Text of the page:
- 1. High Country Pathway – Pigeon River Country State Forest
- 2. Iron Ore Heritage Trail – Republic to Marquette, MI
- 3. Leelanau Trail – Suttons Bay to Traverse City, MI
- 4. Dequindre Cut Greenway – Detroit, MI
- 5. Sleeping Bear Heritage Trail – Empire to Glen Arbor, MI
- 6. Copper Harbor Trails – Copper Harbor, MI
- 7. Macomb Orchard Trail – Rochester to Richmond, MI
- 8. The Lakeshore Trail – Grand Haven to Holland, MI
- 9. Pere Marquette Rail Trail – Midland to Clare, MI
- 10. Musketawa Trail – Marne to Muskegon, MI
- Interested in another state?
Michigan is chock full of incredible bike rides. Whether you’re after a rugged, scenic mountain-biking adventure, a slow and family-friendly route through the city, or a long-distance cycling excursion, the Great Lakes State has something for everyone. Here’s a quick roundup of the top 10 places to bike in Michigan.
1. High Country Pathway – Pigeon River Country State Forest
The High Country Pathway is an IMBA Epic located in Pigeon River Country State Forest Area. This route is Michigan’s longest loop trail, crossing through three different counties and traversing through various terrains. If you’re searching for an exciting and challenging mountain-biking experience, this is it.
The High Country Pathway will take you deep into the isolated Michigan woods and the home of the largest free-range elk herd on this side of the Mississippi. It’s a rigorous 80-mile loop that makes for an exciting all-day or two-day overnight adventure featuring rugged trails and run-ins with native animals like deer, elk, and beavers.
The official High Country Pathway trailheads are in Vanderbilt on Sturgeon Valley Road and next to the forest headquarters at 9966 Twin Lakes Rd, Vanderbilt, MI 49795. The trail also crosses several roads and campgrounds to access it easily.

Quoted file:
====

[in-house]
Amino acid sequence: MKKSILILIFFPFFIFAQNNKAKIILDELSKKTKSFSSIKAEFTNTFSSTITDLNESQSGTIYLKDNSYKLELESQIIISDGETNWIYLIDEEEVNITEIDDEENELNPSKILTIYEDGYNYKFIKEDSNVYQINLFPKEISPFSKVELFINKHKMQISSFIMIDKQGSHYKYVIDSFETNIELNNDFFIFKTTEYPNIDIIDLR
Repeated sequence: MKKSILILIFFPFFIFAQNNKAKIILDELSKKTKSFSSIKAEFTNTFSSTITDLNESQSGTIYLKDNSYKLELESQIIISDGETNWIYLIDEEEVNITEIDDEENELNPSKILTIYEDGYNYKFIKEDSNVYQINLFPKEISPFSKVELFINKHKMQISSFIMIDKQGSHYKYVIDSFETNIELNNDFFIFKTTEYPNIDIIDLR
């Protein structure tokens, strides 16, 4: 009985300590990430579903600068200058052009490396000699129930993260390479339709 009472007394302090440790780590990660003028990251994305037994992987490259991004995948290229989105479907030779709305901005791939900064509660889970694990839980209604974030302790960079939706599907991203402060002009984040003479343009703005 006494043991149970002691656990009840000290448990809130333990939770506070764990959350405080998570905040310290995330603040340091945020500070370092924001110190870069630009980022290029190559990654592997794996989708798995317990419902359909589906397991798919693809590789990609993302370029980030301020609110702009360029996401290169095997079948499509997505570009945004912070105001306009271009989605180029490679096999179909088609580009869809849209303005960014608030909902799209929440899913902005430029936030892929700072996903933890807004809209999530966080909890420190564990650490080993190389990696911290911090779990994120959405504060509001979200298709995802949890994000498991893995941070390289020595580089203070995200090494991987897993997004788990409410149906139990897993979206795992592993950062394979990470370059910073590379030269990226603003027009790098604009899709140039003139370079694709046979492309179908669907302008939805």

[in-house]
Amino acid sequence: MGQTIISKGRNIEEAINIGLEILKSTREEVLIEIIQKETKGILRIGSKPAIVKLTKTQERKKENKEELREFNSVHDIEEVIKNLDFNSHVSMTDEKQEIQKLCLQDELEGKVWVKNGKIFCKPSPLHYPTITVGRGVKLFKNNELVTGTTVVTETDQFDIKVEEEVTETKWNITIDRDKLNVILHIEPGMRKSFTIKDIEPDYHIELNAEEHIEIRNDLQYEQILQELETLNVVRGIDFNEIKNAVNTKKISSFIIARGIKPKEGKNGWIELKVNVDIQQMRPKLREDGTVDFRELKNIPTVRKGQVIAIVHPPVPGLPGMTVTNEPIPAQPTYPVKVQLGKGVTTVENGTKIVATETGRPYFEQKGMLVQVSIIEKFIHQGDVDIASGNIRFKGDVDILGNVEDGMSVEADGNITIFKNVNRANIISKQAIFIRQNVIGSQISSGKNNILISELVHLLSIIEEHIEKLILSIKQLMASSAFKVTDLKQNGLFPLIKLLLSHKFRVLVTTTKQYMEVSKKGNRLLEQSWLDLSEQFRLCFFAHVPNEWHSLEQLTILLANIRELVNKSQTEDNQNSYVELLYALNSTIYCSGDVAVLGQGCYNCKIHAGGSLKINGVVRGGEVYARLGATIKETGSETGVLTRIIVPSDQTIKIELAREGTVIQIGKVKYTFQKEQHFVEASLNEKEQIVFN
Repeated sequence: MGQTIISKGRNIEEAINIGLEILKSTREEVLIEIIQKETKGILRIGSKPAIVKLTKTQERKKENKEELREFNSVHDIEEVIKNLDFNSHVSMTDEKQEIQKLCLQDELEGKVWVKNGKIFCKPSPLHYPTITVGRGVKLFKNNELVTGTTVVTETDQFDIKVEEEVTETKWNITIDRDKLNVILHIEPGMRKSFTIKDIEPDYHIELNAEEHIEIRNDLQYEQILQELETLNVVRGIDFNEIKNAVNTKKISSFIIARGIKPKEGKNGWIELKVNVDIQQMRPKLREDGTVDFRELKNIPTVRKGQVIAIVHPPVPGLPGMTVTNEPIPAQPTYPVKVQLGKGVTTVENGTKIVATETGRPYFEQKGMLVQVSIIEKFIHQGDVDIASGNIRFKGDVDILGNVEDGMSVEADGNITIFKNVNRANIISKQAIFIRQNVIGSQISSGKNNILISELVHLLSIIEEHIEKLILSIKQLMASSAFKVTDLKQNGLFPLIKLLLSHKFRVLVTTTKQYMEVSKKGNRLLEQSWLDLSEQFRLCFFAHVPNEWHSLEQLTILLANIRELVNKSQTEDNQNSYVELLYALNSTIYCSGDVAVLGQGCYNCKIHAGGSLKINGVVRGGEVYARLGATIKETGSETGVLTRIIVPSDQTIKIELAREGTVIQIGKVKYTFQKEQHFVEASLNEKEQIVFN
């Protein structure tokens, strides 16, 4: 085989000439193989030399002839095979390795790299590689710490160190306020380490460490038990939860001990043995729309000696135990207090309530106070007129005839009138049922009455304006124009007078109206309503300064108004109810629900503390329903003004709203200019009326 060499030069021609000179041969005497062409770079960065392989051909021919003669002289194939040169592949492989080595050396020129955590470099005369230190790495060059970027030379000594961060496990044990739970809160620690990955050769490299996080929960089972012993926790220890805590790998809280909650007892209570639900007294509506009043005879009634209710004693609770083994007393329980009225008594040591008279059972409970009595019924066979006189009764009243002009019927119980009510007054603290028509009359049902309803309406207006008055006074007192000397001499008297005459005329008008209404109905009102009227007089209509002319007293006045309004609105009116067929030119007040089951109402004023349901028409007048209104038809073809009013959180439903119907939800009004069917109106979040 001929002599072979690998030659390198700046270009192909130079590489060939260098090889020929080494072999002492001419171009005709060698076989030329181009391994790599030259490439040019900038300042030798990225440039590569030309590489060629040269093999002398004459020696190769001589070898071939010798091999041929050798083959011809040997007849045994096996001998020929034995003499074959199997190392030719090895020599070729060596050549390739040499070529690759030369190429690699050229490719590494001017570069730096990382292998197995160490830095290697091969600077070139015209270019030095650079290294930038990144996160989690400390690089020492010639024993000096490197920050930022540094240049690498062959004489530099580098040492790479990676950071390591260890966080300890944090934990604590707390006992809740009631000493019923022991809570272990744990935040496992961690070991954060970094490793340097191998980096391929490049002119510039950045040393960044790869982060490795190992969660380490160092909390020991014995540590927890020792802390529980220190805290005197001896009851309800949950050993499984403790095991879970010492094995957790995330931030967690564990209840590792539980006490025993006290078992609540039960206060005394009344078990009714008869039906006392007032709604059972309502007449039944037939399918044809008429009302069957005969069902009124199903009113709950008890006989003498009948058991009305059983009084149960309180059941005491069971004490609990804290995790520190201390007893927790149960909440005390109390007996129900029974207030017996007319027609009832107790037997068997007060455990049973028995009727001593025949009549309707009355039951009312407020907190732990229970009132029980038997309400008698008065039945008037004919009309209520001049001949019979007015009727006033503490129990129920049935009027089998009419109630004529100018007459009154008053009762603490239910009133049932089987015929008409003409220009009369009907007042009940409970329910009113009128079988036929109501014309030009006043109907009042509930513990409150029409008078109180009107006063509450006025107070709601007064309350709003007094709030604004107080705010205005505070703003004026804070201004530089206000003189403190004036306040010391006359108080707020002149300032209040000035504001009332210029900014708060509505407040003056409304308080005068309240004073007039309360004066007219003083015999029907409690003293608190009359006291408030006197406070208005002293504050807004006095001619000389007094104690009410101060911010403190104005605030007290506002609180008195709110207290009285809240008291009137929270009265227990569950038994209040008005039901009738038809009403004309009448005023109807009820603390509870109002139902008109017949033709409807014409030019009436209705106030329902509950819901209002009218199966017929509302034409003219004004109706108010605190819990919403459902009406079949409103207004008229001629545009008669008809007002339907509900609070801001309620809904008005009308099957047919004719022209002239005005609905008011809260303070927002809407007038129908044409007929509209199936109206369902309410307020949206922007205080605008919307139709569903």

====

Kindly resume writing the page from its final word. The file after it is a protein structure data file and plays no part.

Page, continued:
Tips: Although the trail passes through several campgrounds, there are no towns or food sources. So come prepared with plenty of food, water, a first aid kit, and a bike repair kit.
2. Iron Ore Heritage Trail – Republic to Marquette, MI
The Iron Ore Heritage Trail is a 47-mile-long journey through Marquette County’s history, featuring fascinating old structures detailing the region’s rich mining history. This rail trail was designated as a National Recreation Trail in 2018 and follows several old railroads that used to carry iron ore to the Lake Superior harbor.
Located in Michigan’s Upper Peninsula, the Iron Ore Heritage Trail is dotted with relics from the mining area. As you ride, you’ll pass by historic mining shafts, forges, furnaces, and connections to museums, complete with interpretive signs and artwork along the way. This trail also connects to the Marquette Multi-Use Path, offering 19 more miles of paved trail to explore the city.
Parking and trail access is available in several communities along the route, including:
- Ishpeming: The Cliffs Shaft Mine Museum at 105 W Euclid Street
- Negaunee: The Iron Industry Museum at 73 Forge Road
- Marquette: The Welcome Center at 2201 U.S. 41 and Marquette Commons downtown at 112 S. 3rd Street
- Chocolay Township: Kawbawgam Pocket Park on Kawbawgam Road, just south of M-28 East
Tips: If you’re starting your ride from downtown Marquette, this trail will have a consistent upward grade, so be ready for a good workout!
3. Leelanau Trail – Suttons Bay to Traverse City, MI
The Leelanau Trail is a historic rail trail that connects two popular Michigan tourist destinations: Traverse City and Suttons Bay. The 17-mile paved trail offers cyclists a fun and relaxing way to explore the area’s cherry orchards, Riesling grape vineyards, and quaint communities.
As you ride the Leelanau Trail, you’ll pass by sandy beaches, the DeYoung Nature Center, and the charming village of Suttons Bay. There, you can browse local shops, restaurants, and cafes or just rest and enjoy the sights. Along this trail, you’ll also pass through the Leelanau Peninsula Wine Trail, which features wine tasting rooms along the route.
You can access this trail from the northern trailhead in Suttons Bay or the southern endpoint in Greilickville.